Selection Bias In Virtualisation Marketing

| 4 Comments
It would seem that random pie in the sky figures about server virtualisation is one of my berserker buttons. I work in IT, hence I know that everything in IT is a compromise. So when someone on twitter quoted figures from a Sunday Business Post article stating that the HSE were using 200 servers, and then immediately proclaimed that virtualisation would reduce that number by 75%, I had to respond. Anyone on twitter is free to look it up.

At work we use virtualised servers extensively. Our whole shared hosting/VPS platform is built on Virtuozzo. We have numerous other services which are virtualised in the the background using other technologies such as Xen, KVM, Hyper-V etc. It is a brilliant tool when deployed properly and has plenty of other benefits such as being able to move an virtual server to new hardware in a hurry.

However, if you are to believe the marketing hype, virtualisation will immediately save you X% where X is ridiculously large number like 70 or 80. What they always seem to fail to mention is that they're presuming that you're massively under utilising your current hardware.

This leads to a lovely self fulfilling prophecy. The people who move over are the ones underutilising their current hardware and they will see massive savings. These savings are due to bad planning and over speccing the hardware in the first place though, and virtualisation is the ideal technology to consolidate the hardware while keeping the outward facing infrastructure looking the same. This means there's a massive selection bias in the figures which virtualisation vendors quote, as they seem to only use these customers as examples.

If we then look to the other end of the spectrum, people properly utilising their existing infrastructure. Here virtualisation will still give plenty of benefits. For example, being able to move a virtualised server from physical server to physical server, often with no downtime. However, then you have to consider virtualisation overhead. As virtualisation is simple abstracting away the hardware, there is going to be an overhead in the translation. Depending on the technology used the overhead might be minimal or it might be large enough that new hardware is required to account for it.

There will also be no savings due to less hardware in this scenario as the virtualisation isn't being used for consolidation, but for ease of management. If it's a commercial virtualisation product such as VMWare, there's going to be extra cost involved. This cost might be offset in deceased administration time, but it's not going to be anything near the figures normally quoted for savings.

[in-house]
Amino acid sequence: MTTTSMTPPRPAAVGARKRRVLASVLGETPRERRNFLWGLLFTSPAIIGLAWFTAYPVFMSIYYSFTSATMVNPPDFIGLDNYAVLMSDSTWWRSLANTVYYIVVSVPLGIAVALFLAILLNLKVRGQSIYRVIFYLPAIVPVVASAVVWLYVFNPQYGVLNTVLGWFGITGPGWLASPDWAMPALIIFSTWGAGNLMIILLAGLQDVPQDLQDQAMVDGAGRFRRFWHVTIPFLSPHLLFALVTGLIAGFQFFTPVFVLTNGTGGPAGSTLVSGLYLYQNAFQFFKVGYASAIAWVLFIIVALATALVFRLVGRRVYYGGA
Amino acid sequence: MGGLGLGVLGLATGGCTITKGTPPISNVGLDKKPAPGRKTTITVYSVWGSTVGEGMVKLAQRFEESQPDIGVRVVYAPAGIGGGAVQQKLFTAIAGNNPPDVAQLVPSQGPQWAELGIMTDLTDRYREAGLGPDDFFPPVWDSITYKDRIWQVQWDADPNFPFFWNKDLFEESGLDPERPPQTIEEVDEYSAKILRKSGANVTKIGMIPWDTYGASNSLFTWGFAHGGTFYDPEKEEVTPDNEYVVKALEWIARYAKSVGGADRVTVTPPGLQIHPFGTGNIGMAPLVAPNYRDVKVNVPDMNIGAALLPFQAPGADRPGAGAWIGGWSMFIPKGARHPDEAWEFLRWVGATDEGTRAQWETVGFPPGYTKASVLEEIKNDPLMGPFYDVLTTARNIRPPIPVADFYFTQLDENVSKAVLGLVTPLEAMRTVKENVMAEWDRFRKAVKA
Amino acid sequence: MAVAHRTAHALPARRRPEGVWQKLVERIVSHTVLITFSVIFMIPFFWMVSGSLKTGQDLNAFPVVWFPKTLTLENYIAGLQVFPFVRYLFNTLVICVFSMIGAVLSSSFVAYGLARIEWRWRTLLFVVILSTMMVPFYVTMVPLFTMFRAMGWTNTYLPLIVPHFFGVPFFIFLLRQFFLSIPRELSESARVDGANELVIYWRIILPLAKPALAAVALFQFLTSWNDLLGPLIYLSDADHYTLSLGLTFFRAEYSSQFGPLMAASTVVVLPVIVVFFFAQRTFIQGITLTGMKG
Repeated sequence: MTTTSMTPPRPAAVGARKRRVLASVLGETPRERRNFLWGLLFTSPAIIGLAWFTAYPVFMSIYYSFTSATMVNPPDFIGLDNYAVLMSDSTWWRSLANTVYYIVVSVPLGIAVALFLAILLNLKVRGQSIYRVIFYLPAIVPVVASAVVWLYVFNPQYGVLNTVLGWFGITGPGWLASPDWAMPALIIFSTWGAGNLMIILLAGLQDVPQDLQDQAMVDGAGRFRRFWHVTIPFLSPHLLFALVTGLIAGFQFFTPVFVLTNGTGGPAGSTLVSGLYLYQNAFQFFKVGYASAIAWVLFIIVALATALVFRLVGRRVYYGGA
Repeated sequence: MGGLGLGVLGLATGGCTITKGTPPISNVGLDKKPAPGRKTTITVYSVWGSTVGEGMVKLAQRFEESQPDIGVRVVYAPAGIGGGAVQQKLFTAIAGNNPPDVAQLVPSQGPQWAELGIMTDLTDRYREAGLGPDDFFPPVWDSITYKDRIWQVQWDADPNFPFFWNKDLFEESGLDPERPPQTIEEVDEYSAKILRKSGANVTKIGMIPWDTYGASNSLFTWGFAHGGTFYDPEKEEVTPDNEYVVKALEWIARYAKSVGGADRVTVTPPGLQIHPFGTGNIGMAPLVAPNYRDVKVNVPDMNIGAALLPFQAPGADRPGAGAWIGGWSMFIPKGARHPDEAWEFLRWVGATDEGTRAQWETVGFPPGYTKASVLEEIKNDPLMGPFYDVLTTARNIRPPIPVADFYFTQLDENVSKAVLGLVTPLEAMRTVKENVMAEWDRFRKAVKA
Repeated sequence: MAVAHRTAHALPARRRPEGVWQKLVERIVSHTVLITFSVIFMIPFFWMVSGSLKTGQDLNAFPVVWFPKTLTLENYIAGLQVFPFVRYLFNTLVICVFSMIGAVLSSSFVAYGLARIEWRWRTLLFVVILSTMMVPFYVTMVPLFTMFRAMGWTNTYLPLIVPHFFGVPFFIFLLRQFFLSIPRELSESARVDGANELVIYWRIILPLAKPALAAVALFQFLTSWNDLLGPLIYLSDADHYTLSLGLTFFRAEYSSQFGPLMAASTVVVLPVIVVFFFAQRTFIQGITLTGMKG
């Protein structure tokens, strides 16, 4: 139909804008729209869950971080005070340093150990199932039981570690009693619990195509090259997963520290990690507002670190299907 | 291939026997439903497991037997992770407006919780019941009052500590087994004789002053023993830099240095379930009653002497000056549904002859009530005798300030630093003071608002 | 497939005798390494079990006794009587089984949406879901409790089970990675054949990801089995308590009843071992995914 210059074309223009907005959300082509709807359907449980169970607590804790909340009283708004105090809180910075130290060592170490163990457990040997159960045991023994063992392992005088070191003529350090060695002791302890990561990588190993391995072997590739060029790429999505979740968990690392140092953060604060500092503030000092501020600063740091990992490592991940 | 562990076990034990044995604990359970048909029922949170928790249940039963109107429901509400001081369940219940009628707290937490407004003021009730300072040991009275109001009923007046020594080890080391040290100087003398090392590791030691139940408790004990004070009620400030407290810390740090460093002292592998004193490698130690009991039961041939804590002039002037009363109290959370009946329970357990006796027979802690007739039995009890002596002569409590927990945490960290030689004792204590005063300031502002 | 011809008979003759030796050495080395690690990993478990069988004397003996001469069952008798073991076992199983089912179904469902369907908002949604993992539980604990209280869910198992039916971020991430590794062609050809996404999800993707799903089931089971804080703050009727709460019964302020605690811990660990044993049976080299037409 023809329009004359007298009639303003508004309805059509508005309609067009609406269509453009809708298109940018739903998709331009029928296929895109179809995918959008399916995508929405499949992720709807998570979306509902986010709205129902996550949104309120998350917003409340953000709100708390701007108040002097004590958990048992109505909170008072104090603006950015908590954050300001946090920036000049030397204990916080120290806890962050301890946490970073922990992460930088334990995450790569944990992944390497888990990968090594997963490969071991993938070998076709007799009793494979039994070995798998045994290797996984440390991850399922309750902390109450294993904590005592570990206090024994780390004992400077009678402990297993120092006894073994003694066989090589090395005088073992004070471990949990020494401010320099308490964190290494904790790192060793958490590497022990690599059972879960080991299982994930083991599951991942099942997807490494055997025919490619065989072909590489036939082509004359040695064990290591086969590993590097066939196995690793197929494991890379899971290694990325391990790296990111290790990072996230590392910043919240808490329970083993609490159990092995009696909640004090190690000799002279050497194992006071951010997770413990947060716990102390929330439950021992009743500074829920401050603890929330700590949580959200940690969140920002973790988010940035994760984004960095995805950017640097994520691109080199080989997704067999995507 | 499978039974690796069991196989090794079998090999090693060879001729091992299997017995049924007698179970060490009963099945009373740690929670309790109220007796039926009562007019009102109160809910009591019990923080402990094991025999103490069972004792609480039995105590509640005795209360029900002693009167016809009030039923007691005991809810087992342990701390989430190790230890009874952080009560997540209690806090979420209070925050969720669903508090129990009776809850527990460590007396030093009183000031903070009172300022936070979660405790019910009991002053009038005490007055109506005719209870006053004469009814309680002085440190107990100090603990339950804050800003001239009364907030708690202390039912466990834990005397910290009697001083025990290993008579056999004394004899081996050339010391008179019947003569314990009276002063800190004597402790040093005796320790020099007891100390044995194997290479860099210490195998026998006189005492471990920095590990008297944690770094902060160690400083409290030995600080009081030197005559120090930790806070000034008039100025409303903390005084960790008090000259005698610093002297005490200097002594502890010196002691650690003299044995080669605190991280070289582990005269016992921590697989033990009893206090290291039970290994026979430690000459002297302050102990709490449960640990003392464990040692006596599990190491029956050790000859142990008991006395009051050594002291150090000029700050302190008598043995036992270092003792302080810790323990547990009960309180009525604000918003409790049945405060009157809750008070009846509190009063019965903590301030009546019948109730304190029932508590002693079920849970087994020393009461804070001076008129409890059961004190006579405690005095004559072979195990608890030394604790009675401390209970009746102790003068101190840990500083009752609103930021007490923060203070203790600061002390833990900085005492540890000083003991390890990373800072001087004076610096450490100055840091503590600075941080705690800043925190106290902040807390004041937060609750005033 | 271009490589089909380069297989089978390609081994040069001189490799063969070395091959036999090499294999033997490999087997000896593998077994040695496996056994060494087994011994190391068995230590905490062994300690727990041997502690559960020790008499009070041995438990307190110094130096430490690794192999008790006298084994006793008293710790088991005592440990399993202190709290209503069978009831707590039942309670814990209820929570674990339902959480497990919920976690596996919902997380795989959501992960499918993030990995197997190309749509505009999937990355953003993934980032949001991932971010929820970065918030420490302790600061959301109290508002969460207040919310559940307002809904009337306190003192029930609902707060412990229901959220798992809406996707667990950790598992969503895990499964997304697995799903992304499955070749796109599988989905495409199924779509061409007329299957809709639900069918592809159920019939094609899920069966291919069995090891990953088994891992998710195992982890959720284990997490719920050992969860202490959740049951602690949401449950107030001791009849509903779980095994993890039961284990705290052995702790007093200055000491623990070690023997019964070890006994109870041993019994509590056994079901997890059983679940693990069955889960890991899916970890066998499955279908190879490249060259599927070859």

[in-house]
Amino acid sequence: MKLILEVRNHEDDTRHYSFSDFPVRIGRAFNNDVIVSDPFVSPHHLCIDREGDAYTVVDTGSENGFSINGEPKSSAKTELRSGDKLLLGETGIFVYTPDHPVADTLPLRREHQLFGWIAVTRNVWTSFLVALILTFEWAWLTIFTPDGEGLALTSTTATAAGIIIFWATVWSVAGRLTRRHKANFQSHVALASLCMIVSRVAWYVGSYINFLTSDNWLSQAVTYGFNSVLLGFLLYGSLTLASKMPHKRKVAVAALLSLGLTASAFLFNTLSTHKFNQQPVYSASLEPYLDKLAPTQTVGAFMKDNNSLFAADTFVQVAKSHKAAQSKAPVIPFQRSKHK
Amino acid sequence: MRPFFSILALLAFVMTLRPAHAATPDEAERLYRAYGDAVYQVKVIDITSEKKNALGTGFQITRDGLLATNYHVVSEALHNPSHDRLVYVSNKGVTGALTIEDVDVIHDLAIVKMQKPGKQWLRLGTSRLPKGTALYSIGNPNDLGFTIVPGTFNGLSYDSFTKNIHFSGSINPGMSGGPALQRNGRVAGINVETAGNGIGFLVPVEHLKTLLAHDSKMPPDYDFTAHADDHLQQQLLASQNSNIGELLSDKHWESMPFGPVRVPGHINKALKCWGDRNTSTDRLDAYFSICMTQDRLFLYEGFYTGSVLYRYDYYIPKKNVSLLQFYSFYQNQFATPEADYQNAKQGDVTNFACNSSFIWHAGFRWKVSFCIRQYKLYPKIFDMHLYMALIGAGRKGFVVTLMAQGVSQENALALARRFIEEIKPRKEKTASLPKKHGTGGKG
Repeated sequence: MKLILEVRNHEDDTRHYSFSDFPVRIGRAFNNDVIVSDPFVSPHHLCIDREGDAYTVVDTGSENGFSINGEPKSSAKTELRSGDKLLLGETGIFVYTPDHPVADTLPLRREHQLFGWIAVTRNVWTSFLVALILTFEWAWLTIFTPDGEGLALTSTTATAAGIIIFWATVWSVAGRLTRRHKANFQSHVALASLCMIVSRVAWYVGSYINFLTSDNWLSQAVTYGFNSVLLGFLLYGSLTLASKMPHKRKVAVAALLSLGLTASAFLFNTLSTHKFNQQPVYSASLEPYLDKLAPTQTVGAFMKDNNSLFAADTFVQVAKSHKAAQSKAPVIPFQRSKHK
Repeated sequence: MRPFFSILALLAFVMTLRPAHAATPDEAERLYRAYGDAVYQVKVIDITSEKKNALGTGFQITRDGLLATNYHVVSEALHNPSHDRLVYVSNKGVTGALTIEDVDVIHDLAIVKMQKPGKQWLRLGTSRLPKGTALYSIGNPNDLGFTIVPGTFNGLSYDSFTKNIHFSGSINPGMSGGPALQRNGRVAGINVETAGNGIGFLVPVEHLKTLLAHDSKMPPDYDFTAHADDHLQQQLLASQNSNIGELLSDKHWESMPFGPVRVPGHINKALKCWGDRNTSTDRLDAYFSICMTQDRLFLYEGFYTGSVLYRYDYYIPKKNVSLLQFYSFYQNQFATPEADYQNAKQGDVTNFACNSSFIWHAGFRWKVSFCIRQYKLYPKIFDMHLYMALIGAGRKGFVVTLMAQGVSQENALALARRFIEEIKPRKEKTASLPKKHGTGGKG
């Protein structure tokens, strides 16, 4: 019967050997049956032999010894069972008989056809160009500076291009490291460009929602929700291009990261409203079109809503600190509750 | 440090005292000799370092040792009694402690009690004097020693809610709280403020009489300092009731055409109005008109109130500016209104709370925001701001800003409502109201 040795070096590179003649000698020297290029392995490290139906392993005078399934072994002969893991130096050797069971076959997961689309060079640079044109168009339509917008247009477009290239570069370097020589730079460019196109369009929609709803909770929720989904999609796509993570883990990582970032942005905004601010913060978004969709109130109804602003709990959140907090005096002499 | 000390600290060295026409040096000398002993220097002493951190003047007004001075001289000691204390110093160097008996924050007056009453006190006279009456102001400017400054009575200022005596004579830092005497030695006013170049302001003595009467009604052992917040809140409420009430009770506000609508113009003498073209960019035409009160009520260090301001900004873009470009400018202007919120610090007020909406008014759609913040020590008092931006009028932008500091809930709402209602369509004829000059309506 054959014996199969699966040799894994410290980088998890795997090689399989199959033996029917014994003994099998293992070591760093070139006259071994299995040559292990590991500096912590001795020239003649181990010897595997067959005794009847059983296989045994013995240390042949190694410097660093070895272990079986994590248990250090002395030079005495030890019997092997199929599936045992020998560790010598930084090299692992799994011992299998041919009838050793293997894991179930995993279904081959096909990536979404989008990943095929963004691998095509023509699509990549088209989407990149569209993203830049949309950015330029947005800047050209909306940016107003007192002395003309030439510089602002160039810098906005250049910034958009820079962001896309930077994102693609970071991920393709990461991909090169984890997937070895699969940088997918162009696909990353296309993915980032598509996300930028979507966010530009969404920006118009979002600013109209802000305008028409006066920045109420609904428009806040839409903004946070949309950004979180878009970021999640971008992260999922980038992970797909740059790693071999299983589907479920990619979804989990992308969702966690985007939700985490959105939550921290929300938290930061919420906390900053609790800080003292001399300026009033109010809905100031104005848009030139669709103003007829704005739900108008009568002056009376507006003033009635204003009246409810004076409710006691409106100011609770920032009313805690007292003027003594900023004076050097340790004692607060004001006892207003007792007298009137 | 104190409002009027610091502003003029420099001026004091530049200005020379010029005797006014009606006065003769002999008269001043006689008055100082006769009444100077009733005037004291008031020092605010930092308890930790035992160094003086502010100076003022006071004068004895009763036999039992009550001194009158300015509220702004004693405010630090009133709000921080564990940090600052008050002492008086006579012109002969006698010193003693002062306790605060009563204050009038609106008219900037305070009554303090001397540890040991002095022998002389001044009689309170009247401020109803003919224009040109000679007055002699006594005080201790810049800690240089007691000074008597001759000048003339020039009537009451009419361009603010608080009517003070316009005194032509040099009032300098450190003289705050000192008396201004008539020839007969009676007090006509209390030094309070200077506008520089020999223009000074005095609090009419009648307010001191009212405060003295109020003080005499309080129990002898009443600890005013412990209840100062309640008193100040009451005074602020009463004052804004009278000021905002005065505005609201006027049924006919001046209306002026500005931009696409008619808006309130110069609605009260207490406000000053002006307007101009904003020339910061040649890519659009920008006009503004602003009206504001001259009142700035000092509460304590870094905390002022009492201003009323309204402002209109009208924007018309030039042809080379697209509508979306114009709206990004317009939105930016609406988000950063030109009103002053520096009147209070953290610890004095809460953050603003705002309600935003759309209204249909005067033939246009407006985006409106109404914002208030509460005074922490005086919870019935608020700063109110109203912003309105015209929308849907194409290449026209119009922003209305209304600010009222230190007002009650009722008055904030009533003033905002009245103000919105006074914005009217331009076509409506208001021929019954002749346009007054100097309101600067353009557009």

To go back to what started all this off, the 200 servers in the HSE. We have no way of knowing what the utilisation is like on these servers. For all we know, it's a fairly heavy Java based app running on them and the systems are well utilised. It's also possible that they are underutilised, but without knowing what they're actually doing, it's not possible to pull random figures like 75% out of the air.  

4 Comments

I don't think your grasping the orginal point , even if all the servers are 100% fully utilized, you can still massively reduce the physicall footprint of that installation through virtualisation.

I honestly can't explain it any simpler.

Aidan, please read what you just wrote.

If the servers are 100% utilised, virtualisation is going to add EXTRA overhead. It's more likely that extra hardware will be required. How is that going to reduce the physical footprint?!

I suspect what he's rabbiting on about is that the new physical infrastructure will be beefier than the old one, thus you can now run more servers on less physical servers.

However, it doesn't make any sense unless the old hardware is old low spec'd heaps of shite. There is a loading factor there, processors alone haven't gotten much faster/more cores in quite a while.

Unless you know what is being done and how it is being done on the current setup this blind "virtualisation is better" routine is intellectually offensive.

Apart from anything else, if you're migrating live systems from one setup to another you are going to have to invest time and resources in that as well. While in some cases virtualising it might bring savings it's not a given.

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This page contains a single entry by Niall Donegan published on May 4, 2010 3:04 PM.

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